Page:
Nonfiction

Good Night, Hiroshima

I’ve been in Japan for twenty-six straight days now. That’s almost twice as long as I expected this business trip to last, and I still have no return ticket booked. The delay is the mundane kind — no catastrophe, no accident, just an engineering project that’s been 90% of the way complete for days. If you’ve ever tried to debug a cabinet full of wires or find the one broken sensor in a tool the size of your bedroom — or if you’ve ever struggled to find the right word, or labored to fix a mysteriously leaky faucet — you know how infuriating that last 10% can be, like you’re swimming up and up and up in a deeply black ocean, the surface perpetually out of reach until one day, suddenly, in a stroke of insight and with no warning whatsoever, your head breaks the surface and you gulp down victory like oxygen.

So I’m here. Still swimming. But as places in the world to be trapped go, I’ve picked a nice one.

Matsuyama is the largest city on Shikoku, the smallest of Japan’s four main islands. Even with a population of more than 500,000, Matsuyama has a reputation for being a little sleepy, and certainly when compared to the nonstop electric veins of Tokyo, Matsuyama’s pulse beats slower. It’s a hot spring town, built around the Dōgo Onsen, a spring that’s been used for over a millennium. (I checked, not a translation error.) There are cherry trees on the hills and a long history of haiku poetry, all surrounded by a ring of emerald mountains that shepherd the city to the sea. The city’s age leads to narrow streets, compact cars, and without a burrowing subway like Tokyo’s, the narrow streets are almost always full of those compact cars, so that my five-mile morning commute stretches on in the backseat of a taxi for half an hour. But no one seems to mind the pace, no one seems to mind the wait, and whether this is Japanese politeness or just Matsuyama’s own relaxed tempo I haven’t yet been able to determine.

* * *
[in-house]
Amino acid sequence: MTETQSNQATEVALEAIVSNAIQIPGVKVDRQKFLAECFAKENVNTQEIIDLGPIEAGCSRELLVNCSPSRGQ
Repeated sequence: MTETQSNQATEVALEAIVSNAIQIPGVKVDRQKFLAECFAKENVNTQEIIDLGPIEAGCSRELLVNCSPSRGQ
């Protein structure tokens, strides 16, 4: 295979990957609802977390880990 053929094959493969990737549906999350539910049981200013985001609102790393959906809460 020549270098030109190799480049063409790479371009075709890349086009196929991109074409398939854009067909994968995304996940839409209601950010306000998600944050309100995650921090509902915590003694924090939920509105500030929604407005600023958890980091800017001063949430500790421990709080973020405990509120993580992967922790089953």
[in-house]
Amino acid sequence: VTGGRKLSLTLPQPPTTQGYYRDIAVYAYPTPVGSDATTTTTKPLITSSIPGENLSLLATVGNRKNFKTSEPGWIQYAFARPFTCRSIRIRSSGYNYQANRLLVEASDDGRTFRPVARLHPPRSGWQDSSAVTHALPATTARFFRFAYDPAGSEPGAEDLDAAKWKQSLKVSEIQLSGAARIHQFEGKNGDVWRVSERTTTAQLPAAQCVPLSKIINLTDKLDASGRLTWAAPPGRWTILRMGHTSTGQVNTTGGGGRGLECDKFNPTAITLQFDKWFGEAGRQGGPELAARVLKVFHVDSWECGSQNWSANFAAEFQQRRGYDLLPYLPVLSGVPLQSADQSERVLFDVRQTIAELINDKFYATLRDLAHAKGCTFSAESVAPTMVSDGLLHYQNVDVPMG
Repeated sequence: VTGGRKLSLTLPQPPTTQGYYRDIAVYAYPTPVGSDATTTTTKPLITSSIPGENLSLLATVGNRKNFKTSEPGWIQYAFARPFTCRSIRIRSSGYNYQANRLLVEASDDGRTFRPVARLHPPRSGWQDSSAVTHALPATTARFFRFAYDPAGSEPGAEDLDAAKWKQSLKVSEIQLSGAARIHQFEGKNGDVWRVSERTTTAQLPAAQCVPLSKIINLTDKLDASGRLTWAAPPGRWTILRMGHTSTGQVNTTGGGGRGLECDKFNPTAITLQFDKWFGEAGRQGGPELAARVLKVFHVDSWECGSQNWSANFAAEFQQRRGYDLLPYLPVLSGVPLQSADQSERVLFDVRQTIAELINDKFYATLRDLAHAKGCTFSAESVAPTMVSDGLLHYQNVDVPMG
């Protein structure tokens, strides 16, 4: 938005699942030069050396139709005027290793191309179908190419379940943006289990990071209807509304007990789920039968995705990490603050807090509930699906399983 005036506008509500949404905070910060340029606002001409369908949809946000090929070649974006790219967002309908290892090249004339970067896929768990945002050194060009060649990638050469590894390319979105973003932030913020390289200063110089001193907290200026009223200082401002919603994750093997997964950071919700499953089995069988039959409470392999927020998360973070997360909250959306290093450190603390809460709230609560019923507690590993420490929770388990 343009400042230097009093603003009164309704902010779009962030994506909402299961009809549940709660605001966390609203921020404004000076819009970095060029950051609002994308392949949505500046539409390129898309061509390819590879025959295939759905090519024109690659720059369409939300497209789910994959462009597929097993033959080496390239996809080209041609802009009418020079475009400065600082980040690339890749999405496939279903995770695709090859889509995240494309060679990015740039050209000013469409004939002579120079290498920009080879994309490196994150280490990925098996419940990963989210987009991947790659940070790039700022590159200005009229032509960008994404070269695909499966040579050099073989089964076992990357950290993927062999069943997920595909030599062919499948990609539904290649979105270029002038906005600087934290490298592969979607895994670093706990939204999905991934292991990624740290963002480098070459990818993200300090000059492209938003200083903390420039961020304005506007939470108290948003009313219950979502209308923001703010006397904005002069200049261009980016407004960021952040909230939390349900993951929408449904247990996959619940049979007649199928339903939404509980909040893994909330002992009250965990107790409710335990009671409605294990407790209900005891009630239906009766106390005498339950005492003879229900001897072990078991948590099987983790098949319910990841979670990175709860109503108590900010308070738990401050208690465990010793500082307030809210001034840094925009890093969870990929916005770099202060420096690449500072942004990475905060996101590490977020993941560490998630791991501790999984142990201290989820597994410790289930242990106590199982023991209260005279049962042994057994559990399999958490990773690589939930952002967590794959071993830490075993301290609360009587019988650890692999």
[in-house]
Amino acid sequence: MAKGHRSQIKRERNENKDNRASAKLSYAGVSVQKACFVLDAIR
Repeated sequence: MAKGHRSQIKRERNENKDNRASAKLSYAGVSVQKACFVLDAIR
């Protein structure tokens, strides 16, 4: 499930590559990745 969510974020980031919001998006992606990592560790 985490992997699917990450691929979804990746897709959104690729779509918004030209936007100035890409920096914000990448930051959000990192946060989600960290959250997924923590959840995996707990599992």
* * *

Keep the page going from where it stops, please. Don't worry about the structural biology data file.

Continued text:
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The downtown is dominated by a giant forested hill, capped with Matsuyama Castle, a 17th century fortress built by some feudal daimyo that overlooks the entire city. My hotel sits in the shadow of the castle, as does the prefecture capitol building and Okaido, the half-kilometer-long covered pedestrian thoroughfare that’s lined with shops, sushi restaurants, and 7-Elevens. The new nestles right up to the old. Following Okaido away from the castle on the hill, it dead-ends into the Gintengai pedestrian alley, which runs perpendicular for another half-kilometer of fashion, ramen, and fancy stationery until it dumps you out at the city’s gargantuan department store, topped by a massive Ferris wheel that carries you up into the sky until you, too, can have the view of a feudal lord. You can see for miles in every direction, but in the summer there are almost always clouds threatening tropical rain on the horizon.  Every restaurant has a cache of cheap umbrellas they give out to patrons if the sky opens up during dinner.

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I’m working in a neighborhood called Nishihabumachi, an industrial port right south of the airport. I’ve watched planes land and planes depart, and a week after I first arrived a giant container ship, the Santa Serena, pulled up to dock a hundred meters away, gravid with logs — more logs than I’ve ever seen. I watched the massive metal cranes on the ship’s deck duck and nod for two whole days, unloading piles and piles of wood, before with a blast of its foghorn the Santa Serena heaved itself loose from the shore, turned, and headed back out to sea. More planes took off. I took a taxi back to the hotel.